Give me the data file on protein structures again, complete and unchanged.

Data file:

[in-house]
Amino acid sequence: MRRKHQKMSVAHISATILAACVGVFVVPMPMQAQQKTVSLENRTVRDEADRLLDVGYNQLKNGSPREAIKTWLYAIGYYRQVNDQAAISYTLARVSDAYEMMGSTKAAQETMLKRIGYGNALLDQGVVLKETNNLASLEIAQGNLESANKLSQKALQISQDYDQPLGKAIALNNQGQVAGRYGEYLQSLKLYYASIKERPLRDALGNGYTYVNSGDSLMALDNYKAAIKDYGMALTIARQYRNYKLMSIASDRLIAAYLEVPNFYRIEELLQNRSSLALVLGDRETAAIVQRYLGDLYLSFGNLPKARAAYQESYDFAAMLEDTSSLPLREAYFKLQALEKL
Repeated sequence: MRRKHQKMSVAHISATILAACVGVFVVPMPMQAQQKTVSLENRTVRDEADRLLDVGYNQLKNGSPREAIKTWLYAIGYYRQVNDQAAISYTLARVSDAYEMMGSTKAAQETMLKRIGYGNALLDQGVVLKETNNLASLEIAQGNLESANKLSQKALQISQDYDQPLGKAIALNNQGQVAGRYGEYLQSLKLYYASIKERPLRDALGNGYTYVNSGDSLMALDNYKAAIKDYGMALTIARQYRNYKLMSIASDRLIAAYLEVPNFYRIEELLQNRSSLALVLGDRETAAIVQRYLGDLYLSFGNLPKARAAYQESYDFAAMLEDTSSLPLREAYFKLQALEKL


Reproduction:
[in-house]
Amino acid sequence: MRRKHQKMSVAHISATILAACVGVFVVPMPMQAQQKTVSLENRTVRDEADRLLDVGYNQLKNGSPREAIKTWLYAIGYYRQVNDQAAISYTLARVSDAYEMMGSTKAAQETMLKRIGYGNALLDQGVVLKETNNLASLEIAQGNLESANKLSQKALQISQDYDQPLGKAIALNNQGQVAGRYGEYLQSLKLYYASIKERPLRDALGNGYTYVNSGDSLMALDNYKAAIKDYGMALTIARQYRNYKLMSIASDRLIAAYLEVPNFYRIEELLQNRSSLALVLGDRETAAIVQRYLGDLYLSFGNLPKARAAYQESYDFAAMLEDTSSLPLREAYFKLQALEKL
Repeated sequence: MRRKHQKMSVAHISATILAACVGVFVVPMPMQAQQKTVSLENRTVRDEADRLLDVGYNQLKNGSPREAIKTWLYAIGYYRQVNDQAAISYTLARVSDAYEMMGSTKAAQETMLKRIGYGNALLDQGVVLKETNNLASLEIAQGNLESANKLSQKALQISQDYDQPLGKAIALNNQGQVAGRYGEYLQSLKLYYASIKERPLRDALGNGYTYVNSGDSLMALDNYKAAIKDYGMALTIARQYRNYKLMSIASDRLIAAYLEVPNFYRIEELLQNRSSLALVLGDRETAAIVQRYLGDLYLSFGNLPKARAAYQESYDFAAMLEDTSSLPLREAYFKLQALEKL